Sep 30, 2022

Delhi High Court Dismisses Petition Filed Against Investigation Order by CCI

The Delhi High Court (‘DHC’) on July 28, 2022, set aside a petition challenging an order passed by the Competition Commission of India (‘CCI’) in the case XYZ (confidential) v. Vifor International (AG) (‘Vifor’/ ‘Petitioner’).[1] As background, the CCI had issued a notice to Vifor to submit its responses on issues pertaining to patent granted to Vifor in India regarding Ferric Carboxymaltose. Vifor in its reply raised objection on the jurisdiction of the CCI. The Petitioner primarily argued that the issues which were raised in the information clearly touch upon and relate to the rights of a patent holder as enshrined in the Patents Act, 1970 and thus the CCI had exceeded its jurisdiction in taking cognisance of the information received and initiating an enquiry. Further, the responses from Vifor if disclosed could also result in exposing Vifor to criminal proceedings under Article 271 of the Swiss Criminal Code. It was further contended that Section 3(5) of the Competition Act, 2022 (‘Act’) in unambiguous terms protects the rights of any person in respect of action which may be initiated to restrain any infringement or to impose reasonable conditions as may be necessary for protecting any of his rights which may have been conferred upon him under statues enumerated in that sub-section including the Patents Act, 1970.

CCI countered that the enquiry sought was in respect of price of the drug licensed by the petitioner and sold and distributed within the country which is likely to impact many people and hence they had sufficient jurisdiction. It was further argued that since the proceedings before the CCI stood at a nascent stage, there existed no justification for DHC to either interdict the proceedings or to entertain the challenge as raised at the present stage. The CCI relied upon Monsanto Holdings Pvt. Ltd. and Ors. v. Competition Commission of India & Ors[2] to submit that merely because the information relates to a patent, it cannot oust the jurisdiction of the CCI as long as it deals with aspects and subjects covered by Sections 3, 4, 5 and other provisions of the Act. Regarding Vifor’s apprehension with respect to the disclosure of commercially sensitive information, the CCI argued that this was clearly misplaced bearing in mind the provisions made in Section 57 of the Act and contended that it was and is open to Vifor to claim confidentiality with respect to any disclosure that it may make before the CCI during the enquiry.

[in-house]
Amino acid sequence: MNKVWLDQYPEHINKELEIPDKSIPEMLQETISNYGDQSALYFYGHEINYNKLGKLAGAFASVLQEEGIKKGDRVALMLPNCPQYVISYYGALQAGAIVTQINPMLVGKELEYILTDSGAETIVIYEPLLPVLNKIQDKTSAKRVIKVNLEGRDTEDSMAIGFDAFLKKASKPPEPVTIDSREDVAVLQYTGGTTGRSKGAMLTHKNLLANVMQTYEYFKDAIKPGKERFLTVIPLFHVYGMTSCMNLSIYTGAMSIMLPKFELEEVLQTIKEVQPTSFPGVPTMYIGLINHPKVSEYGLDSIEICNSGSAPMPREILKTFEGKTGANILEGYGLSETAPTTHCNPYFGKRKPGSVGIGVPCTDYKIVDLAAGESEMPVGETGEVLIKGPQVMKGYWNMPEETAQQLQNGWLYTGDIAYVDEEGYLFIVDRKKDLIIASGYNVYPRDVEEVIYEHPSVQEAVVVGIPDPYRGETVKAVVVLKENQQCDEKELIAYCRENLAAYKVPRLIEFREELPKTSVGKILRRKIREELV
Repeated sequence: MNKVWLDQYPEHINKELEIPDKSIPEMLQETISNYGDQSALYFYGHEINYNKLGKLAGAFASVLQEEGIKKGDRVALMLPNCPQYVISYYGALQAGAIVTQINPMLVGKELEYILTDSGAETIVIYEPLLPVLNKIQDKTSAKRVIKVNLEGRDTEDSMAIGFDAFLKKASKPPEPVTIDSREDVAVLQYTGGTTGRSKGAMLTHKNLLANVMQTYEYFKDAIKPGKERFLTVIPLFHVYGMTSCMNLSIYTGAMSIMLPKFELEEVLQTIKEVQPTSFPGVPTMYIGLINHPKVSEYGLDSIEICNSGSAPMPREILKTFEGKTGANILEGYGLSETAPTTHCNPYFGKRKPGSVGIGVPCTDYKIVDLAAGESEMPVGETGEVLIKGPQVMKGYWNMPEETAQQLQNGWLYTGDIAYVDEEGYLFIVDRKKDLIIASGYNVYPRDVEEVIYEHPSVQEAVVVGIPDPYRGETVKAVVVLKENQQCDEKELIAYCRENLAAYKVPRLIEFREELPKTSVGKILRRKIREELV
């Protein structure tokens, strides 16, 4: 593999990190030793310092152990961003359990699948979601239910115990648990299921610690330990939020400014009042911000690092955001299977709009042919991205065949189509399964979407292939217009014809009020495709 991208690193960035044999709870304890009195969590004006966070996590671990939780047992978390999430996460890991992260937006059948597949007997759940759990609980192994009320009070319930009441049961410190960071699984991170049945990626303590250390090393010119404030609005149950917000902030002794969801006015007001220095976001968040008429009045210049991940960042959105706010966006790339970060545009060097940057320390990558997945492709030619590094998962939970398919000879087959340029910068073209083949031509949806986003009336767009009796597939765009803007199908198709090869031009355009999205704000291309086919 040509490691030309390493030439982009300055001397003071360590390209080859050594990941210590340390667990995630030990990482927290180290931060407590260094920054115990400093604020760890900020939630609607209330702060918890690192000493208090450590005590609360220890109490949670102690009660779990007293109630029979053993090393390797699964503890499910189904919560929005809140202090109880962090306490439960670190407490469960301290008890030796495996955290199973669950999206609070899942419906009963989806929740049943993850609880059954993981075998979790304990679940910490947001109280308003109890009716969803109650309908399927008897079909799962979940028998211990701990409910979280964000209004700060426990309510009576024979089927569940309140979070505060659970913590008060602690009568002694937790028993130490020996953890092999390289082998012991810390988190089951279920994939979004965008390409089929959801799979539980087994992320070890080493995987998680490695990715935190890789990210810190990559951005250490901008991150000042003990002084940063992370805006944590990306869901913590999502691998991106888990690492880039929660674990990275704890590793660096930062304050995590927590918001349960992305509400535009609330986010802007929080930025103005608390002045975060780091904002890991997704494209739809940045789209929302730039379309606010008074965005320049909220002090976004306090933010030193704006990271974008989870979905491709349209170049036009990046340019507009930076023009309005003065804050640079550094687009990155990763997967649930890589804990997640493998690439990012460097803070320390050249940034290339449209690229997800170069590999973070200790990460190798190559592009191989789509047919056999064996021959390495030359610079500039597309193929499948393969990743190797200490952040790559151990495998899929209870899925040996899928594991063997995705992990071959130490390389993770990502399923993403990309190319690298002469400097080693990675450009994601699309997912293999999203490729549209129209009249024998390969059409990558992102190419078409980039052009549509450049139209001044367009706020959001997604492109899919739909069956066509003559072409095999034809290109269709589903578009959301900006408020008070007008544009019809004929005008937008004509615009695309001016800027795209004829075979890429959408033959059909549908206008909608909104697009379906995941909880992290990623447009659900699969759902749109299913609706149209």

DHC observed that only if an information concerns itself solely with the violations under the Patent Act, 1970 and does not pertain to an issue which could be said to fall within the ambit of the Act would an objection to the CCI’s jurisdiction sustain. Further, the apprehension with respect to exposure of confidential and sensitive commercial information was belied in light of the robust and substantial safeguards erected and put in place by Regulation 36 of the Competition Commission of India (General Regulations), 2009. Hence, the DHC disposed the writ petition with the observation that the CCI shall while proceeding further duly consider the objections taken by the petitioner and dispose of the same in accordance with law.


[1] Vifor International Limited v. Competition Commission of India W.P.(C) 11263/2022.

[2] 2020 SCC OnLine Del 598.




These are the views and opinions of the author(s) and do not necessarily reflect the views of the Firm. This article is intended for general information only and does not constitute legal or other advice and you acknowledge that there is no relationship (implied, legal or fiduciary) between you and the author/AZB. AZB does not claim that the article's content or information is accurate, correct or complete, and disclaims all liability for any loss or damage caused through error or omission.